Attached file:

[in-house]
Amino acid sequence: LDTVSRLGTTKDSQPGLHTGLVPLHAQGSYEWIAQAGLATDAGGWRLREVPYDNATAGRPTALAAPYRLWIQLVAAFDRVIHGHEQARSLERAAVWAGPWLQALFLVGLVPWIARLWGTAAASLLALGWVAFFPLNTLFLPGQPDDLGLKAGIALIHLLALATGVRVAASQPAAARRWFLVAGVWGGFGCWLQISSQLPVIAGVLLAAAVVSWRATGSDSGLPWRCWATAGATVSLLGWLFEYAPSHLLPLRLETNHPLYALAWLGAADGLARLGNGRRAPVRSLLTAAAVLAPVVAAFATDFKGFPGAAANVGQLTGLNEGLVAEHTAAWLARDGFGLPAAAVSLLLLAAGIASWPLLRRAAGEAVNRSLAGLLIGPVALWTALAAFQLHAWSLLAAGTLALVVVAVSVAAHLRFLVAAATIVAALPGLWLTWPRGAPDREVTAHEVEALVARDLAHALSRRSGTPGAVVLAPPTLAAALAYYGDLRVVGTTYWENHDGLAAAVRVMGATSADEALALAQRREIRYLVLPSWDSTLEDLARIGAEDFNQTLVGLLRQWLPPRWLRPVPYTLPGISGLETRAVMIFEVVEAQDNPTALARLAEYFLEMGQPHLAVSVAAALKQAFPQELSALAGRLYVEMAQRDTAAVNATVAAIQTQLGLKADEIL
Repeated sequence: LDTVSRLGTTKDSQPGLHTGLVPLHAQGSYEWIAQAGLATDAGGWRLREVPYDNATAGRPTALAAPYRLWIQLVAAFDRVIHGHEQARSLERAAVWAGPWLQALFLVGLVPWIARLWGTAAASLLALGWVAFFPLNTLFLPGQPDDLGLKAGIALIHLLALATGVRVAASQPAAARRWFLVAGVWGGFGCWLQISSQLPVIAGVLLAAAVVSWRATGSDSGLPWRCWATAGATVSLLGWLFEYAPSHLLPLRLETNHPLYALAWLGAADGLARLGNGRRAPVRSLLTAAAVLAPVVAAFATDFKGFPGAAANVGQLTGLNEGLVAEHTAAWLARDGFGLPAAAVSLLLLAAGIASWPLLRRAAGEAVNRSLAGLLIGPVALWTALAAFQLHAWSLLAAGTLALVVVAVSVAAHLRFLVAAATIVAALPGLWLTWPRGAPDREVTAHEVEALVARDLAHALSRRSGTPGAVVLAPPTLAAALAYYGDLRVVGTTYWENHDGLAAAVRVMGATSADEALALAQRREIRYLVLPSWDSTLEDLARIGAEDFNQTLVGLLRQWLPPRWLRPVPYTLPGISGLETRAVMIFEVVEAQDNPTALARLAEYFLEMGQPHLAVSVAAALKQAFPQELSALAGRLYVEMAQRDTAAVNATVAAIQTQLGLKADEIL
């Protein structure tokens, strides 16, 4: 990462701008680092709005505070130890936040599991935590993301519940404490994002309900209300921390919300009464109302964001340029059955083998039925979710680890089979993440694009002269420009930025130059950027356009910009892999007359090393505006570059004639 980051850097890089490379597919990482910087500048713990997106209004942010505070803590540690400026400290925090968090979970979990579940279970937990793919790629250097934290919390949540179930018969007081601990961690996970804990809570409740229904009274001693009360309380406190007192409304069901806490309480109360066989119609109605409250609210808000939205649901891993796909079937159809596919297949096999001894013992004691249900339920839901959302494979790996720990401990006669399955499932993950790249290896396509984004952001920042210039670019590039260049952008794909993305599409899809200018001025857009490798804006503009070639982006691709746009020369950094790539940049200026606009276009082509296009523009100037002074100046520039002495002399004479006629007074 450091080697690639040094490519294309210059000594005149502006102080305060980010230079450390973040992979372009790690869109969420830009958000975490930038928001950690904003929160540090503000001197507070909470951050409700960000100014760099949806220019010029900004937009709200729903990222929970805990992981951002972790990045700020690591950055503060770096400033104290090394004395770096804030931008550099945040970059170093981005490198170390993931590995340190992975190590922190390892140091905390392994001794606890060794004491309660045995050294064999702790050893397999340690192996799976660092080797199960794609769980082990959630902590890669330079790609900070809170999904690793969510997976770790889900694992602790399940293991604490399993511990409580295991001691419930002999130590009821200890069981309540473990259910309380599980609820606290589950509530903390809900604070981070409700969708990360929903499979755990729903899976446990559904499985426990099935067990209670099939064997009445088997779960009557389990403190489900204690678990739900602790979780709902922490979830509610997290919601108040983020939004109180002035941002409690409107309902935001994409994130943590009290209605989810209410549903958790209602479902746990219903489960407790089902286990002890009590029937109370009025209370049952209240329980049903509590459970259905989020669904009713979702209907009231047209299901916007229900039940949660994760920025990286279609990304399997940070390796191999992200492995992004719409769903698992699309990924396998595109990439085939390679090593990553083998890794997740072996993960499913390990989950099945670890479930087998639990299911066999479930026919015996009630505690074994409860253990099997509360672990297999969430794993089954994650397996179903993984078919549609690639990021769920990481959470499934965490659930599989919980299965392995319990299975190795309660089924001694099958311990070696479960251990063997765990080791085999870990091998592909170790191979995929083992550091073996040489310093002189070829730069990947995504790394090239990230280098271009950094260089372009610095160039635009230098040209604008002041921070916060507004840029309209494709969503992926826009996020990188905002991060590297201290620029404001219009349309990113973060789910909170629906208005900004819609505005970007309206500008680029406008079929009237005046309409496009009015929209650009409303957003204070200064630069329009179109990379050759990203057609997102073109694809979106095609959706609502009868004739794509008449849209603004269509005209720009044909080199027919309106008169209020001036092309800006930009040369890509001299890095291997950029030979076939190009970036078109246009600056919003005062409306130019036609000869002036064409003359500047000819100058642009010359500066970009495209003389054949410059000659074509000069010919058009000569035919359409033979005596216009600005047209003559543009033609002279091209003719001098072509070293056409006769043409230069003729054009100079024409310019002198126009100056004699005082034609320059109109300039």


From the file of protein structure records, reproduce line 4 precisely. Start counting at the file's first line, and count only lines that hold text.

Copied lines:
């Protein structure tokens, strides 16, 4: 990462701008680092709005505070130890936040599991935590993301519940404490994002309900209300921390919300009464109302964001340029059955083998039925979710680890089979993440694009002269420009930025130059950027356009910009892999007359090393505006570059004639 980051850097890089490379597919990482910087500048713990997106209004942010505070803590540690400026400290925090968090979970979990579940279970937990793919790629250097934290919390949540179930018969007081601990961690996970804990809570409740229904009274001693009360309380406190007192409304069901806490309480109360066989119609109605409250609210808000939205649901891993796909079937159809596919297949096999001894013992004691249900339920839901959302494979790996720990401990006669399955499932993950790249290896396509984004952001920042210039670019590039260049952008794909993305599409899809200018001025857009490798804006503009070639982006691709746009020369950094790539940049200026606009276009082509296009523009100037002074100046520039002495002399004479006629007074 450091080697690639040094490519294309210059000594005149502006102080305060980010230079450390973040992979372009790690869109969420830009958000975490930038928001950690904003929160540090503000001197507070909470951050409700960000100014760099949806220019010029900004937009709200729903990222929970805990992981951002972790990045700020690591950055503060770096400033104290090394004395770096804030931008550099945040970059170093981005490198170390993931590995340190992975190590922190390892140091905390392994001794606890060794004491309660045995050294064999702790050893397999340690192996799976660092080797199960794609769980082990959630902590890669330079790609900070809170999904690793969510997976770790889900694992602790399940293991604490399993511990409580295991001691419930002999130590009821200890069981309540473990259910309380599980609820606290589950509530903390809900604070981070409700969708990360929903499979755990729903899976446990559904499985426990099935067990209670099939064997009445088997779960009557389990403190489900204690678990739900602790979780709902922490979830509610997290919601108040983020939004109180002035941002409690409107309902935001994409994130943590009290209605989810209410549903958790209602479902746990219903489960407790089902286990002890009590029937109370009025209370049952209240329980049903509590459970259905989020669904009713979702209907009231047209299901916007229900039940949660994760920025990286279609990304399997940070390796191999992200492995992004719409769903698992699309990924396998595109990439085939390679090593990553083998890794997740072996993960499913390990989950099945670890479930087998639990299911066999479930026919015996009630505690074994409860253990099997509360672990297999969430794993089954994650397996179903993984078919549609690639990021769920990481959470499934965490659930599989919980299965392995319990299975190795309660089924001694099958311990070696479960251990063997765990080791085999870990091998592909170790191979995929083992550091073996040489310093002189070829730069990947995504790394090239990230280098271009950094260089372009610095160039635009230098040209604008002041921070916060507004840029309209494709969503992926826009996020990188905002991060590297201290620029404001219009349309990113973060789910909170629906208005900004819609505005970007309206500008680029406008079929009237005046309409496009009015929209650009409303957003204070200064630069329009179109990379050759990203057609997102073109694809979106095609959706609502009868004739794509008449849209603004269509005209720009044909080199027919309106008169209020001036092309800006930009040369890509001299890095291997950029030979076939190009970036078109246009600056919003005062409306130019036609000869002036064409003359500047000819100058642009010359500066970009495209003389054949410059000659074509000069010919058009000569035919359409033979005596216009600005047209003559543009033609002279091209003719001098072509070293056409006769043409230069003729054009100079024409310019002198126009100056004699005082034609320059109109300039």